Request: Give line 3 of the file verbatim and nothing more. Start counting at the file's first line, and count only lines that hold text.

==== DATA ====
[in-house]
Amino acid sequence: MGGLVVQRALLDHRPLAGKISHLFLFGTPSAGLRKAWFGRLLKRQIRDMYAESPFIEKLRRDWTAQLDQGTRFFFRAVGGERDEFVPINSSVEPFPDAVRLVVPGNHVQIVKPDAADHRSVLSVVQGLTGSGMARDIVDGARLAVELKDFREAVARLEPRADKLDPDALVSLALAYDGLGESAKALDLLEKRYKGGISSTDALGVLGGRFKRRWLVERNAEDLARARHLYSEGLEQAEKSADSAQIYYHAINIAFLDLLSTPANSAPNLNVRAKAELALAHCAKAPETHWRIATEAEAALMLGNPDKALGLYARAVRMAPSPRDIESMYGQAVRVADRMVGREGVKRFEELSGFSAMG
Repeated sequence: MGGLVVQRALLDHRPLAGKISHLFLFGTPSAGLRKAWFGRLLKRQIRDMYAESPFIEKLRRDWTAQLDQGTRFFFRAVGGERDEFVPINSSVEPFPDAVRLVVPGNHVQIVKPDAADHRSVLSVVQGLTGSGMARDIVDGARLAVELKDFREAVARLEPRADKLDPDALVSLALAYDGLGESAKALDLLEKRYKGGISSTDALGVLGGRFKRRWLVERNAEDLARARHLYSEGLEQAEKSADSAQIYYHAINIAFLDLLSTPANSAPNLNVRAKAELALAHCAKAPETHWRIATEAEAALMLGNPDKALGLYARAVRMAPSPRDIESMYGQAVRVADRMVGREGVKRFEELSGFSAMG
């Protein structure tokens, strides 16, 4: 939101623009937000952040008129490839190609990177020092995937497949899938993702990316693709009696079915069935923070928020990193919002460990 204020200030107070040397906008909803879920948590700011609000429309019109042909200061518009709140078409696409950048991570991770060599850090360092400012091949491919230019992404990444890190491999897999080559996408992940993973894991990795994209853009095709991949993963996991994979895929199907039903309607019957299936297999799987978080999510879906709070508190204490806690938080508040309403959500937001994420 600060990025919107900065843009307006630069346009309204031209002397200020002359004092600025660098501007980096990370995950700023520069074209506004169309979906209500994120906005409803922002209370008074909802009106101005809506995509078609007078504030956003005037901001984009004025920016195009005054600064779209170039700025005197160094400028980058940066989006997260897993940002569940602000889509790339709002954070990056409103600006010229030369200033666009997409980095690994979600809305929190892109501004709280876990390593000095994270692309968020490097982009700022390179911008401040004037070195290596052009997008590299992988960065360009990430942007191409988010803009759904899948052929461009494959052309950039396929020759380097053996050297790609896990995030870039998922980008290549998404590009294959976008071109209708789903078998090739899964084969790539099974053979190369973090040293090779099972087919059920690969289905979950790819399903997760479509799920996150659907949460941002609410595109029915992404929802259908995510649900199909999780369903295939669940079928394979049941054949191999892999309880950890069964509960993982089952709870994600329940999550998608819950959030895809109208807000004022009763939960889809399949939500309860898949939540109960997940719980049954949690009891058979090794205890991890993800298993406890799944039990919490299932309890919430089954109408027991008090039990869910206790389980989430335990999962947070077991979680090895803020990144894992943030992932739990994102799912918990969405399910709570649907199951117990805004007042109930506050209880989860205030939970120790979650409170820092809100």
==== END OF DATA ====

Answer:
Repeated sequence: MGGLVVQRALLDHRPLAGKISHLFLFGTPSAGLRKAWFGRLLKRQIRDMYAESPFIEKLRRDWTAQLDQGTRFFFRAVGGERDEFVPINSSVEPFPDAVRLVVPGNHVQIVKPDAADHRSVLSVVQGLTGSGMARDIVDGARLAVELKDFREAVARLEPRADKLDPDALVSLALAYDGLGESAKALDLLEKRYKGGISSTDALGVLGGRFKRRWLVERNAEDLARARHLYSEGLEQAEKSADSAQIYYHAINIAFLDLLSTPANSAPNLNVRAKAELALAHCAKAPETHWRIATEAEAALMLGNPDKALGLYARAVRMAPSPRDIESMYGQAVRVADRMVGREGVKRFEELSGFSAMG